Claudius Galen was a Greek physician who went to Rome and revived the ideas of Hippocrates and other Greek doctors. The Romans had shown little interest in the work of Hippocrates and it took Galen to push it forward in Rome.
Galen was born in 131 AD. He was a gifted intellect who studied at the famous medical school in Alexandria in Egypt. At the age of 28, Galen became the surgeon to a school of gladiators but in 161 AD he moved to Rome apparently with the sole intention of seeking fame and fortune. He certainly achieved his fame but for some Romans this became too much. As a Greek, many Romans viewed Galen with suspicion and in 166 AD, he was forced to flee the city. Two years later he went back to the city in response to an invitation by the emperor. With this protection, Galen remained in the city until his death, aged about 70, in 201 AD.
Galen revived the methods favoured by Hippocrates and other Greek doctors who lived at the time of Hippocrates. He put great emphasis on clinical observation - examining a patient very thoroughly and noting their symptoms. Galen also accepted the view that disease was the result of an imbalance between blood, phlegm, yellow bile and blood bile. Galen also believed in the healing power of nature and he developed treatments to restore the balance of the four humours. Galen believed in the use of opposites - if a man appeared to have a fever, he treated it with something cold; if a man appeared to have a cold, he would be treated with heat. People who were weak were given hard physical exercises to do to build up their muscles. People who had breathing problems due to a weak chest were given singing exercises.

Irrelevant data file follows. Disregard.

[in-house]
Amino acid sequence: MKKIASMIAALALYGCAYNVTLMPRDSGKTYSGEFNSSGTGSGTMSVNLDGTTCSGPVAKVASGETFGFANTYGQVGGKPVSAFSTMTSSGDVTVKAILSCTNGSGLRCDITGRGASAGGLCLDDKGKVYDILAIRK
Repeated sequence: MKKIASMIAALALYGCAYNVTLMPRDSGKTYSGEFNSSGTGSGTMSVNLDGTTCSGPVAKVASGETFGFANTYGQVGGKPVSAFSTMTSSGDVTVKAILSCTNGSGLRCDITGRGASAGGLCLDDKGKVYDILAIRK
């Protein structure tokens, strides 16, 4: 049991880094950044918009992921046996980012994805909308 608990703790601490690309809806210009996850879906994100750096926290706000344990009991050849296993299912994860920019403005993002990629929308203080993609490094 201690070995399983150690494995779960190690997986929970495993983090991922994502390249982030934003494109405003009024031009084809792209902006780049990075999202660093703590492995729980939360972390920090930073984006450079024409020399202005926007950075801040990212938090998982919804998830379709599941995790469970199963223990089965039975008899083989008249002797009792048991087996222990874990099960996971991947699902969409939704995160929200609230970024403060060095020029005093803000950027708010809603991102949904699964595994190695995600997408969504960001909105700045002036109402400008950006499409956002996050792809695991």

Galen extended his knowledge of anatomy by dissecting pigs and apes and studying their bone structure and muscles. Galen was also interested in human anatomy but there is no evidence that he dissected human bodies - though rumours persisted that he did. In “On Anatomical Procedures”, Galen advised his students to dissect apes but take whatever opportunities that existed to study the human body. Galen also studied how the body worked, concentrating on the movement of blood and the working of the nervous system. For the latter, he experimented with the spinal cords of pigs.
Galen's influence was great. Protected by the emperors, he could work free from his jealous rivals in Rome. Galen also believed that his knowledge should be shared and he was a prodigious writer of books. These books were still being used in the Middle Ages and, for many medical students, they were the primary source of information on medicine.